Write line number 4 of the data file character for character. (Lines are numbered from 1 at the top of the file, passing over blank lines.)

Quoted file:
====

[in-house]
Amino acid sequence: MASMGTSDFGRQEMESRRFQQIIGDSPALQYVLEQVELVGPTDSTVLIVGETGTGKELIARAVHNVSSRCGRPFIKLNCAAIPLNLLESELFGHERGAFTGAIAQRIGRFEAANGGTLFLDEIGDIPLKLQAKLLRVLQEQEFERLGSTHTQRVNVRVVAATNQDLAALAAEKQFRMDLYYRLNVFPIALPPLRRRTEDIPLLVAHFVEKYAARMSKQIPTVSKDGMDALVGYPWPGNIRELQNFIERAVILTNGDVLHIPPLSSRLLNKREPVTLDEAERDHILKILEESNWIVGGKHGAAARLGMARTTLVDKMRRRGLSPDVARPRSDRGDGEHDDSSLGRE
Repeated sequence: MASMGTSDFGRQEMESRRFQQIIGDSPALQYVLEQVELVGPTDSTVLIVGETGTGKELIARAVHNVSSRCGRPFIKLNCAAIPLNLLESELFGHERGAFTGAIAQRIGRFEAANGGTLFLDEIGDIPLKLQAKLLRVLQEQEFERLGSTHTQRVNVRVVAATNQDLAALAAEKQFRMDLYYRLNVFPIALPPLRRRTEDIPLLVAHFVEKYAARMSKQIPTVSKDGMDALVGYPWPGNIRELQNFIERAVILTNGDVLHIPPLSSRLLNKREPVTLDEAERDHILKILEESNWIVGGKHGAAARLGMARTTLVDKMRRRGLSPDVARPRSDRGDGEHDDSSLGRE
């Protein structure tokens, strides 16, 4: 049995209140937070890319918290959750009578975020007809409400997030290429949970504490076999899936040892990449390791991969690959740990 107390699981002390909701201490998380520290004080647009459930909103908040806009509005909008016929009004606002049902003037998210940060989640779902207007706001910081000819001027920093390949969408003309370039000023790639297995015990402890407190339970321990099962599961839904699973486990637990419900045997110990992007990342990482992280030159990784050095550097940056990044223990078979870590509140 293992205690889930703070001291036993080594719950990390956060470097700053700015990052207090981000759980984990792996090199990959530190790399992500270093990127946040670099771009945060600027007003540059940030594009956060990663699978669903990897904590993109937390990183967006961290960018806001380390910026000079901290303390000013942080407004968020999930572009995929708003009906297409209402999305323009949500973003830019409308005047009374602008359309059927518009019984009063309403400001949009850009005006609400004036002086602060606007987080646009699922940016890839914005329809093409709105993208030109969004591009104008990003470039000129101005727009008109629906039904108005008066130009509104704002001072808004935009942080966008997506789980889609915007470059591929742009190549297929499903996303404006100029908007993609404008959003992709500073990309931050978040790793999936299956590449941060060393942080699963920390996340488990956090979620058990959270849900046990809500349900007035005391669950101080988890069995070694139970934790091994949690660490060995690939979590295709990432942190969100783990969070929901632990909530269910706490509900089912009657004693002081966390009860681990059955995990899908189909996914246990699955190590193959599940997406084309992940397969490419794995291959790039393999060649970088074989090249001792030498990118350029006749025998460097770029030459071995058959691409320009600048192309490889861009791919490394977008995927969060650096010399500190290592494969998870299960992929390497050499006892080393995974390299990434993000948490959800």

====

């Protein structure tokens, strides 16, 4: 049995209140937070890319918290959750009578975020007809409400997030290429949970504490076999899936040892990449390791991969690959740990 107390699981002390909701201490998380520290004080647009459930909103908040806009509005909008016929009004606002049902003037998210940060989640779902207007706001910081000819001027920093390949969408003309370039000023790639297995015990402890407190339970321990099962599961839904699973486990637990419900045997110990992007990342990482992280030159990784050095550097940056990044223990078979870590509140 293992205690889930703070001291036993080594719950990390956060470097700053700015990052207090981000759980984990792996090199990959530190790399992500270093990127946040670099771009945060600027007003540059940030594009956060990663699978669903990897904590993109937390990183967006961290960018806001380390910026000079901290303390000013942080407004968020999930572009995929708003009906297409209402999305323009949500973003830019409308005047009374602008359309059927518009019984009063309403400001949009850009005006609400004036002086602060606007987080646009699922940016890839914005329809093409709105993208030109969004591009104008990003470039000129101005727009008109629906039904108005008066130009509104704002001072808004935009942080966008997506789980889609915007470059591929742009190549297929499903996303404006100029908007993609404008959003992709500073990309931050978040790793999936299956590449941060060393942080699963920390996340488990956090979620058990959270849900046990809500349900007035005391669950101080988890069995070694139970934790091994949690660490060995690939979590295709990432942190969100783990969070929901632990909530269910706490509900089912009657004693002081966390009860681990059955995990899908189909996914246990699955190590193959599940997406084309992940397969490419794995291959790039393999060649970088074989090249001792030498990118350029006749025998460097770029030459071995058959691409320009600048192309490889861009791919490394977008995927969060650096010399500190290592494969998870299960992929390497050499006892080393995974390299990434993000948490959800």